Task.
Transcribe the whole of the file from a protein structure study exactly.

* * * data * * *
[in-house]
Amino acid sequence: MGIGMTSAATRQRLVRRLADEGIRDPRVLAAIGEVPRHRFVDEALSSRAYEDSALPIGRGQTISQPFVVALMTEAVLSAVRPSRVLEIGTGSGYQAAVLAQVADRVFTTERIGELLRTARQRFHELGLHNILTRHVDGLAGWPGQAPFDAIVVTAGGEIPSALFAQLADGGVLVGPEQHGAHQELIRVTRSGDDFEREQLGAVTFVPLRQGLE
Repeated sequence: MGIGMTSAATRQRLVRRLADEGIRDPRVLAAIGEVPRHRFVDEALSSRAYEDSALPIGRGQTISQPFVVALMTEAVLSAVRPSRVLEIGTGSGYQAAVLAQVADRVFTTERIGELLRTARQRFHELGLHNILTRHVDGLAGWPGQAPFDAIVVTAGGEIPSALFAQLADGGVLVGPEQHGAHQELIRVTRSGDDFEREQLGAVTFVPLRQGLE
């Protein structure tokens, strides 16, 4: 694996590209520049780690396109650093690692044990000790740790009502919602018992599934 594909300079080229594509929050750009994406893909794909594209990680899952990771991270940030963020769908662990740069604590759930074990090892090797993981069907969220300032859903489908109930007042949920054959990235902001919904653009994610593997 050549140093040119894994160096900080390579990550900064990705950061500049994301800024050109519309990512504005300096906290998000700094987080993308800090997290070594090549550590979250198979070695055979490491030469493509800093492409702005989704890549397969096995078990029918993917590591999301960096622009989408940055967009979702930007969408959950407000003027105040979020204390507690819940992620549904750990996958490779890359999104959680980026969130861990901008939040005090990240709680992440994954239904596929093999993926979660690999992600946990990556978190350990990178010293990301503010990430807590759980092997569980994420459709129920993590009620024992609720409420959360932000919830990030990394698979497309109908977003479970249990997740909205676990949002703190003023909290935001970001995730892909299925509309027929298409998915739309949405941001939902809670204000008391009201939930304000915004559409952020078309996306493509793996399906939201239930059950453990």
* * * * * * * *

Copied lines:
[in-house]
Amino acid sequence: MGIGMTSAATRQRLVRRLADEGIRDPRVLAAIGEVPRHRFVDEALSSRAYEDSALPIGRGQTISQPFVVALMTEAVLSAVRPSRVLEIGTGSGYQAAVLAQVADRVFTTERIGELLRTARQRFHELGLHNILTRHVDGLAGWPGQAPFDAIVVTAGGEIPSALFAQLADGGVLVGPEQHGAHQELIRVTRSGDDFEREQLGAVTFVPLRQGLE
Repeated sequence: MGIGMTSAATRQRLVRRLADEGIRDPRVLAAIGEVPRHRFVDEALSSRAYEDSALPIGRGQTISQPFVVALMTEAVLSAVRPSRVLEIGTGSGYQAAVLAQVADRVFTTERIGELLRTARQRFHELGLHNILTRHVDGLAGWPGQAPFDAIVVTAGGEIPSALFAQLADGGVLVGPEQHGAHQELIRVTRSGDDFEREQLGAVTFVPLRQGLE
């Protein structure tokens, strides 16, 4: 694996590209520049780690396109650093690692044990000790740790009502919602018992599934 594909300079080229594509929050750009994406893909794909594209990680899952990771991270940030963020769908662990740069604590759930074990090892090797993981069907969220300032859903489908109930007042949920054959990235902001919904653009994610593997 050549140093040119894994160096900080390579990550900064990705950061500049994301800024050109519309990512504005300096906290998000700094987080993308800090997290070594090549550590979250198979070695055979490491030469493509800093492409702005989704890549397969096995078990029918993917590591999301960096622009989408940055967009979702930007969408959950407000003027105040979020204390507690819940992620549904750990996958490779890359999104959680980026969130861990901008939040005090990240709680992440994954239904596929093999993926979660690999992600946990990556978190350990990178010293990301503010990430807590759980092997569980994420459709129920993590009620024992609720409420959360932000919830990030990394698979497309109908977003479970249990997740909205676990949002703190003023909290935001970001995730892909299925509309027929298409998915739309949405941001939902809670204000008391009201939930304000915004559409952020078309996306493509793996399906939201239930059950453990």